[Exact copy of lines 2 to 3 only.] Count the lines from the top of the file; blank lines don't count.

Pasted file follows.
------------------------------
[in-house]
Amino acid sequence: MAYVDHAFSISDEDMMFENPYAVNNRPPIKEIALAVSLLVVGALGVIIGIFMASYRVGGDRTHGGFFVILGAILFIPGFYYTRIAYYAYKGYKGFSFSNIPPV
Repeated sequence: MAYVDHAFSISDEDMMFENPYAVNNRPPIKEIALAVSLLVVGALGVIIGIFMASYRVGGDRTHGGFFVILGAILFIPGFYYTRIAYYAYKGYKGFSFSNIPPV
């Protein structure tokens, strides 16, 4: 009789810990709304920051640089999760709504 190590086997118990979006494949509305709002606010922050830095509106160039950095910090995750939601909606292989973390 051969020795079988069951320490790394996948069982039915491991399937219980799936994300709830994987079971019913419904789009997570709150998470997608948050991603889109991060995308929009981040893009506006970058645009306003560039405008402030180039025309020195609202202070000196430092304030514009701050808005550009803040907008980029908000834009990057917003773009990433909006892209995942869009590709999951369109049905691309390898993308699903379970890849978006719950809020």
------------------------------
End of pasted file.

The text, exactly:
Amino acid sequence: MAYVDHAFSISDEDMMFENPYAVNNRPPIKEIALAVSLLVVGALGVIIGIFMASYRVGGDRTHGGFFVILGAILFIPGFYYTRIAYYAYKGYKGFSFSNIPPV
Repeated sequence: MAYVDHAFSISDEDMMFENPYAVNNRPPIKEIALAVSLLVVGALGVIIGIFMASYRVGGDRTHGGFFVILGAILFIPGFYYTRIAYYAYKGYKGFSFSNIPPV